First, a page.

But it is all aluminum manufactured secrects.
A newer technique is spray forming process which give you high density Si-Al. It can incorperate upto about 50% Si. but the piston will cost more than an engine you can get now.
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Old 05-26-2004, 08:14 PM   #4
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Originally posted by ERL2004
I might be wrong, but from what I know. In the past some of the pistons were machined from aluminum bars . Nowdays they are casted, giving the advantages of lightness and complicated intrisic design possible. I am not sure whether you can use powder metal technique because I think they can only use one type of metal and it is not the type of aluminum alloy we use in RC engine, it looks more like steel or iron.
The biggest problem with casting high silicon content alloy is getting porosities in the casting. Si particles don't disperse uniformly in alluminum. To control the particle size it has to be heated to a certain temp, let it cool down at a specific rate.
But it is all aluminum manufactured secrects.
A newer technique is spray forming process which give you high density Si-Al. It can incorperate upto about 50% Si. but the piston will cost more than an engine you can get now.
This is the one of the reasons ( secret of casting) we will never realiese and ( as I noticed-you are pretty familiar with airmodeling) you will know what Russian piston material is.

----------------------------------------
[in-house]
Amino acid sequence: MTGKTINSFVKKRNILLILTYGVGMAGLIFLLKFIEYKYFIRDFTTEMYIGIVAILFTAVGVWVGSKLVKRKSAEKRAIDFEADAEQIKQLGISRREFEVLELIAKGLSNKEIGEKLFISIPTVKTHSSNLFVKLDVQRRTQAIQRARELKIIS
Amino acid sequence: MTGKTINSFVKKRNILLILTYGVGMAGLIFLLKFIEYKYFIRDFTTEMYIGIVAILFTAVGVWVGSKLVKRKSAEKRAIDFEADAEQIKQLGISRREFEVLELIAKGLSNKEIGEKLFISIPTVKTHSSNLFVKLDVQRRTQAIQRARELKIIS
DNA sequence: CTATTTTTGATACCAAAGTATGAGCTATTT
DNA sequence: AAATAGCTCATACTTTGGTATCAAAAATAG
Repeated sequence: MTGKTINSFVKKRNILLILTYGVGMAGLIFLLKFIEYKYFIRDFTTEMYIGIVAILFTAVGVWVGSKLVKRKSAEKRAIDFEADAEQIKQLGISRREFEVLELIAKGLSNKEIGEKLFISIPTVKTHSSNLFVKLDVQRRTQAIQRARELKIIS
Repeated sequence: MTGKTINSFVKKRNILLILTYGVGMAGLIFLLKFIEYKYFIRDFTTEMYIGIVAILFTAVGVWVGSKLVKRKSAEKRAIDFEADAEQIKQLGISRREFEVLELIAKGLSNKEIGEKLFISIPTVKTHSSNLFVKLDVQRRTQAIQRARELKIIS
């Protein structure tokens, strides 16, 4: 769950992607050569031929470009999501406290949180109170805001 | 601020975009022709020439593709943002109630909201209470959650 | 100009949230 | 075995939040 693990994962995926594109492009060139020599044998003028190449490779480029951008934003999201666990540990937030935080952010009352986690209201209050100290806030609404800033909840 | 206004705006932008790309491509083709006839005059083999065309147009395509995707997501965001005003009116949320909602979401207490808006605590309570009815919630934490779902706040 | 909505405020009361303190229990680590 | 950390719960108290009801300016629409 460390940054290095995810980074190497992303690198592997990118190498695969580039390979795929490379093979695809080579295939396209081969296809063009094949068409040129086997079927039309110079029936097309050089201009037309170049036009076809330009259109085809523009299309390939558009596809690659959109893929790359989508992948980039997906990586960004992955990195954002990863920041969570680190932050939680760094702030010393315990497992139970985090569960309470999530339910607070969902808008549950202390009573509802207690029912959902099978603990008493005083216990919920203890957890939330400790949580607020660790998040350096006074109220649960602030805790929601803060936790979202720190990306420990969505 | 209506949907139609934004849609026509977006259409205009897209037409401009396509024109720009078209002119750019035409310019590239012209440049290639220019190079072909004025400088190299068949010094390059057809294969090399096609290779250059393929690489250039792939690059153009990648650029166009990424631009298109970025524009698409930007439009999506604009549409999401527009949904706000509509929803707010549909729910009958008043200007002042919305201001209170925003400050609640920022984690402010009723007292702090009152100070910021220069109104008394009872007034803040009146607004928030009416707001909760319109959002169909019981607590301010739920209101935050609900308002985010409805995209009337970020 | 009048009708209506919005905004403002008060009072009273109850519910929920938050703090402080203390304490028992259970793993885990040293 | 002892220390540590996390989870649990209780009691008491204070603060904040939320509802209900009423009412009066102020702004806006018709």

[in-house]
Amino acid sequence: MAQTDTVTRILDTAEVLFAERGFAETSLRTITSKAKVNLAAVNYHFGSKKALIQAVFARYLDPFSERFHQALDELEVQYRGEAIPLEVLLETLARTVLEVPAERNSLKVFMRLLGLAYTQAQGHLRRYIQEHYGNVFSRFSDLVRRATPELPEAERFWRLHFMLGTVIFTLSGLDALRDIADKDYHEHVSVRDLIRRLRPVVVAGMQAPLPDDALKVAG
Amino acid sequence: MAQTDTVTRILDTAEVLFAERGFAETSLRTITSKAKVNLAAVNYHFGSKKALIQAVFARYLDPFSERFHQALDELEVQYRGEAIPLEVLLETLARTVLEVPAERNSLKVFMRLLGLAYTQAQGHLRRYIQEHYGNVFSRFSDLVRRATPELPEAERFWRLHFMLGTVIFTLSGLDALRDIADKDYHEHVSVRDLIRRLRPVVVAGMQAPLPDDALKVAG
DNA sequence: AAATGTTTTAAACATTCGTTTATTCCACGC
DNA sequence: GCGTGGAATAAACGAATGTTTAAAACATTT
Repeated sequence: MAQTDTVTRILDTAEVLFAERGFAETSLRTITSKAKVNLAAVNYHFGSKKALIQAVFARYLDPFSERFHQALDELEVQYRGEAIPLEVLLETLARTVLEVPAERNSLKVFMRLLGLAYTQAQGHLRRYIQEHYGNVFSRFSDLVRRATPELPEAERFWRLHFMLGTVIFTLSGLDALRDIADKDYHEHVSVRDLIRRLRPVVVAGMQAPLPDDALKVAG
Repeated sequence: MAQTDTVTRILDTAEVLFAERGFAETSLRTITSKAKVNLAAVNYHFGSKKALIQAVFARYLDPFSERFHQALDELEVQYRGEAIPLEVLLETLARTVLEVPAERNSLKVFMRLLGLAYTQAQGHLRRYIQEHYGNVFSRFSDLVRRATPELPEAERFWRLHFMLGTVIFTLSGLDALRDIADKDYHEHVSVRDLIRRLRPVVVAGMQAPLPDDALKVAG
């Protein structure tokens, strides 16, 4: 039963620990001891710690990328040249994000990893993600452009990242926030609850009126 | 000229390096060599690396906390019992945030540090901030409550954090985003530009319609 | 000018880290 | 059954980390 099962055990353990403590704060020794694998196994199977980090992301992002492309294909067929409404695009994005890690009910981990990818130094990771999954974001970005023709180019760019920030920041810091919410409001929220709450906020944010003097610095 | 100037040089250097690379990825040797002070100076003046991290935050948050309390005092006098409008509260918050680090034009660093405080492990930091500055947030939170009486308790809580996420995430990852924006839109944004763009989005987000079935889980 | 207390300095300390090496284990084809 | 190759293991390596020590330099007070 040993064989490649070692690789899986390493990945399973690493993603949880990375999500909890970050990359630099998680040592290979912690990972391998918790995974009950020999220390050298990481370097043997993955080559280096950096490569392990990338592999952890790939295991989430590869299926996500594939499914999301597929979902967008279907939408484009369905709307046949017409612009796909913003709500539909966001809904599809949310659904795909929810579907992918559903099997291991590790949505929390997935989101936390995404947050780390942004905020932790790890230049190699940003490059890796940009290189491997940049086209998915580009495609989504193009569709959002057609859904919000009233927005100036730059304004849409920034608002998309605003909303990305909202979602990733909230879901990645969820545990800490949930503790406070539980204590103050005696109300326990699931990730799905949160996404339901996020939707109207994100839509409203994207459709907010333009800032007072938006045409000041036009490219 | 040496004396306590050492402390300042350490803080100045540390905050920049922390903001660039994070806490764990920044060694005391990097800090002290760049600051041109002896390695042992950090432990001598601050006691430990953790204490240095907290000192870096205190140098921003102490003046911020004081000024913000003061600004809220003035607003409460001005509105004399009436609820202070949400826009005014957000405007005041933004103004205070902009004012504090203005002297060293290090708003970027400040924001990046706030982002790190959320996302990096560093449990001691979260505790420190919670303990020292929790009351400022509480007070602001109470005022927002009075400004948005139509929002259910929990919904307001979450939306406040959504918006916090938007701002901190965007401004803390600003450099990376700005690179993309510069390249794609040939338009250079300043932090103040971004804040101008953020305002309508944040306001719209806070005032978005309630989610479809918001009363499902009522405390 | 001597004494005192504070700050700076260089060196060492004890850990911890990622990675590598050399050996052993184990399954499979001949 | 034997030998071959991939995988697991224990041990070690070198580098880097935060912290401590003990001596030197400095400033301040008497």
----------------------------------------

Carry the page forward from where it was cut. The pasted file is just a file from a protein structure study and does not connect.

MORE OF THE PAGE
About poweder Al alloy with 35 % Si, I can supply you by tons, with realy good dispersed Si in alloy, but it is not going to work as material we use on our engines and P/S sets.
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Old 05-26-2004, 10:19 PM   #5
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ok. I'll bite, so why would the newest engines use this technology? There has to be some advantages to it.
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Old 05-26-2004, 10:30 PM   #6
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Originally posted by rodneybarrett
ok. I'll bite, so why would the newest engines use this technology? There has to be some advantages to it.
First of all, we tryed about 20 years ago and since we found different way to make what we want to, we never went back to that type of metalurgy. Second, why just this year Novarossi makes AAC, and AAc very well known for last 25 years?